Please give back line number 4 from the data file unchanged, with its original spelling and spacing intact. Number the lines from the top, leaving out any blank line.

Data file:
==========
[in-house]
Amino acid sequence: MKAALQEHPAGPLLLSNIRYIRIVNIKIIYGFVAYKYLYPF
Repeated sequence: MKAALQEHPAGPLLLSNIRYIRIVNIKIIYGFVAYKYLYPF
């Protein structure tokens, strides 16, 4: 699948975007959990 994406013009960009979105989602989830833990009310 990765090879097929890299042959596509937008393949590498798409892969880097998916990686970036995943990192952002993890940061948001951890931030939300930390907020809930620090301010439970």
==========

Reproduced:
């Protein structure tokens, strides 16, 4: 699948975007959990 994406013009960009979105989602989830833990009310 990765090879097929890299042959596509937008393949590498798409892969880097998916990686970036995943990192952002993890940061948001951890931030939300930390907020809930620090301010439970």